Starring Daisuke Ryu, Yoshiyuki Kubota, Mika Katsumura, Ayumi Tokitou
Directed by Kanta Tagawa
Back in 1963, a financially struggling Japanese movie studio named Daiei hoped to cash in on the atomic age monster craze with one of their own. While you’d assume they’d be turning their attentions to making a Godzilla knock-off, Daiei really had their sights set on making a schlocky knock-off of such American giant mutant bug movies of the day like Them! and Beginning of the End; their version would have Tokyo under attack by an onslaught of humongous rats. From what I’ve read online, the title of this film was to be Dai Gunja Nezura, which roughly translates to something along the lines of The Great Rat Swarm. Unfortunately, the black & white production experienced an unexpected crisis. The cheapo effects work would have used some puppetry for the human interaction and they even built a few Godzilla-quality cityscapes for certain scenes, but mostly it was going to be footage of live rats running about a scale model Tokyo. Those live rats ended up causing a real life nature gone amok problem as the entire studio where the film was being shot became overrun with fleas. So bad was the flea infestation that the cast and crew had to abandon the sets and Daiei was eventually forced to scrap the project entirely; whatever footage there was has since been lost to time. Facing a public embarrassment, Daiei saved face by announcing that work would soon begin on their very first Godzilla-style monster movie about a giant, flying, fire-breathing turtle named Gamera.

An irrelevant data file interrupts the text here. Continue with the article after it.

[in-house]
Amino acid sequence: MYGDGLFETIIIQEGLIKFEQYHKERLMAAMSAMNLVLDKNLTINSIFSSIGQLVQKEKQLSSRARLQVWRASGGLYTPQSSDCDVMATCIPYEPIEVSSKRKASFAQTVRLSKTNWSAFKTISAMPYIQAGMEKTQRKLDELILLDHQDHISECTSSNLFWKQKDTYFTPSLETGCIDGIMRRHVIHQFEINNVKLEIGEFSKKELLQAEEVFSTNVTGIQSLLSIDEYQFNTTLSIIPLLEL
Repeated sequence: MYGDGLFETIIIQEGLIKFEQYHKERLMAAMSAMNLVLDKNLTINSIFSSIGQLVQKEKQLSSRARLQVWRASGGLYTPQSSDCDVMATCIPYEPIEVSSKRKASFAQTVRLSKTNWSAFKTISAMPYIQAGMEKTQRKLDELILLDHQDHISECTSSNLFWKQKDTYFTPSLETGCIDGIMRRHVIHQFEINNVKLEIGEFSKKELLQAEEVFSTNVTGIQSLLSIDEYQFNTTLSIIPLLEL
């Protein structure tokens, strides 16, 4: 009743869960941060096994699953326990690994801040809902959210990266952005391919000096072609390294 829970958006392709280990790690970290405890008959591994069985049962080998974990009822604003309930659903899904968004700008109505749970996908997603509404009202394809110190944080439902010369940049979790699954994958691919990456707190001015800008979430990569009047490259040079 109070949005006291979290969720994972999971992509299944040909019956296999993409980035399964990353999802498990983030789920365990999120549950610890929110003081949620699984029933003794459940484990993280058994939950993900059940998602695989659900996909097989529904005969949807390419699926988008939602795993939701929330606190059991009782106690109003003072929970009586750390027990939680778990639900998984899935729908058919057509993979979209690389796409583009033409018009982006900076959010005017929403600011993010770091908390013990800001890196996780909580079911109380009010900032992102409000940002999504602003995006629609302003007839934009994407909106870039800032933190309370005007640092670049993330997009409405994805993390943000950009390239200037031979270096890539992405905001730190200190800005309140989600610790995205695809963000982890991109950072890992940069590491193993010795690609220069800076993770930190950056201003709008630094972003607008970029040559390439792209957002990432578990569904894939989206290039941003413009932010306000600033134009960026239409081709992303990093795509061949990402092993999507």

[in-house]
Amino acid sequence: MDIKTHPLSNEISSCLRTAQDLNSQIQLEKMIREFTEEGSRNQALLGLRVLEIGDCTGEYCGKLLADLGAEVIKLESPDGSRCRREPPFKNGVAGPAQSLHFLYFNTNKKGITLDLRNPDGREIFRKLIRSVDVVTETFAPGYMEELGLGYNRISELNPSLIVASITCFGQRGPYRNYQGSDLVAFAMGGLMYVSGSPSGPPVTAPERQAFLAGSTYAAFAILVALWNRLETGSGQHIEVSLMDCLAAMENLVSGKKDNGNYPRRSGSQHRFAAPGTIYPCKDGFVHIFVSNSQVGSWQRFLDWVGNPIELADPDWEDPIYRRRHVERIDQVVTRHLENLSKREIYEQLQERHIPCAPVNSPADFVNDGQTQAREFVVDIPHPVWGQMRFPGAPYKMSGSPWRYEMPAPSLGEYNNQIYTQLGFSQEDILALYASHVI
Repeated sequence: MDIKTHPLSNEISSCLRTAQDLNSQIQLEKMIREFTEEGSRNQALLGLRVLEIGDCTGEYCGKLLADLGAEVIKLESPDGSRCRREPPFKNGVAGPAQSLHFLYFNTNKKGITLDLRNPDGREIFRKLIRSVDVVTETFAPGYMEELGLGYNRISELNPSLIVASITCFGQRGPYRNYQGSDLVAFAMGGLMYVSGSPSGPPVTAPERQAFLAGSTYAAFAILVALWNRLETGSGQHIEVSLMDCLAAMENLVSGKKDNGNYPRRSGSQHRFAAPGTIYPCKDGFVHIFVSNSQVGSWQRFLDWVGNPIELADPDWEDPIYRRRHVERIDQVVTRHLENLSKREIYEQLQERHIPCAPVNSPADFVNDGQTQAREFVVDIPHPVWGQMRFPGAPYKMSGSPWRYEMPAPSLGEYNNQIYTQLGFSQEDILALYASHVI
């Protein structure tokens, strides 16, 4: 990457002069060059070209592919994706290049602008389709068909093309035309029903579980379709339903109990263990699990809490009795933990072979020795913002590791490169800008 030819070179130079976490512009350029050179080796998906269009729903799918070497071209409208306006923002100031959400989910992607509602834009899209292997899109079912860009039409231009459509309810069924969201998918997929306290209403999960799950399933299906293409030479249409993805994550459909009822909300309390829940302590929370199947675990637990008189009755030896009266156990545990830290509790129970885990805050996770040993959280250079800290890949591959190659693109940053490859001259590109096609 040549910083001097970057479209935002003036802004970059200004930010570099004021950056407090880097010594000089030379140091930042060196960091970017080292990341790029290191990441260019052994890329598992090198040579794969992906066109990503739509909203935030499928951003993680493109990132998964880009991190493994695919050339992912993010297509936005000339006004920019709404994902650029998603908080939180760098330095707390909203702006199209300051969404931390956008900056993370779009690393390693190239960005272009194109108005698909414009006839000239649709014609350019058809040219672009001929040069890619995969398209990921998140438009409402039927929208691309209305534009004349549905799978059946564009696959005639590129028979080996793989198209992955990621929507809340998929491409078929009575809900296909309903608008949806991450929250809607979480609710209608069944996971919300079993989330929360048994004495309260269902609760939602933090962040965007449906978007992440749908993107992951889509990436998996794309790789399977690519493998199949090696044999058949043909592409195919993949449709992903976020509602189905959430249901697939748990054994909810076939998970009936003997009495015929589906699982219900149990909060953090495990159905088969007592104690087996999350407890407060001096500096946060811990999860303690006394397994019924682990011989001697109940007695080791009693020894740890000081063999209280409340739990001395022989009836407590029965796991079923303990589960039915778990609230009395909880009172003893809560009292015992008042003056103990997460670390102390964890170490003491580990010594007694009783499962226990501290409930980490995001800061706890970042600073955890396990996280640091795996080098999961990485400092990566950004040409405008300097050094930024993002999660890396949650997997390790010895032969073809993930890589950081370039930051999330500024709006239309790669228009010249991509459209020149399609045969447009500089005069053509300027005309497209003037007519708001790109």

I tell you this quirky piece of little known monster movie trivia because, frankly, it’s far more interesting than anything about Nezulla the Rat Monster, a 2002 cheapie from Japan that many people initially believed to be a reworking of that long scrapped Daiei monster rat flick. All signs point to that not being the case. And after watching Nezulla the Rat Monster, I must say that if a flea infestation had shutdown this production too it would have been no great loss to the world.
Nezulla the Rat Monster has exactly one thing going for it – Nezulla the rat monster. The two-legged rat mutant is an outlandish throwback to the days of man-in-a-rubbersuit monsters. It’s hokey, but with a real charm to its hokeyness. How rubbery does the monster look? It looks like a full-sized version of the action figure that would be made in its likeness, albeit a seven-foot action figure coated with Vaseline to make it nice and shiny. Too bad it doesn’t have a whole lot of screen time and even when it’s on the screen it doesn’t have much to do. It mostly just screeches, flails its arms and tail about, and grabs people. Death scenes are never shown so there isn’t even anything here for gore fans outside a lone severed arm scene. When the less-than-thrilling final showdown finally comes, it looks like a clumsy “Mighty Morphin’ Power Rangers” monster slugging it out with a pair of equally clumsy hand-to-hand combatants.
A mysterious plague has begun to infect citizens of Tokyo. The infected are rounded up by soldiers and brought to hospitals for quarantine. A young female scientist reveals that five years earlier the US Army paired up with a Japanese research firm to conduct experiments involving bioweapons in order to come up with a way to make soldiers genetically immune to various forms of bacterial warfare. Genetically altered bubonic plague used on lab rats caused one particular rat to mutate into a monster that wreaked havoc on the facility in much the same way those fleas did back in 1963, but with more fatalities in this case. The Japanese company and US Army just abandoned the lab altogether after the incident – sort of like Daiei back in ’63. The plague inside the monster rat itself mutated into a virus that managed to get out and spread to the nearby populace. These soldiers, who aren’t even properly equipped, are to be sent in to kill the seemingly unstoppable rat monster because it carries antibodies that could lead to a cure for the virus.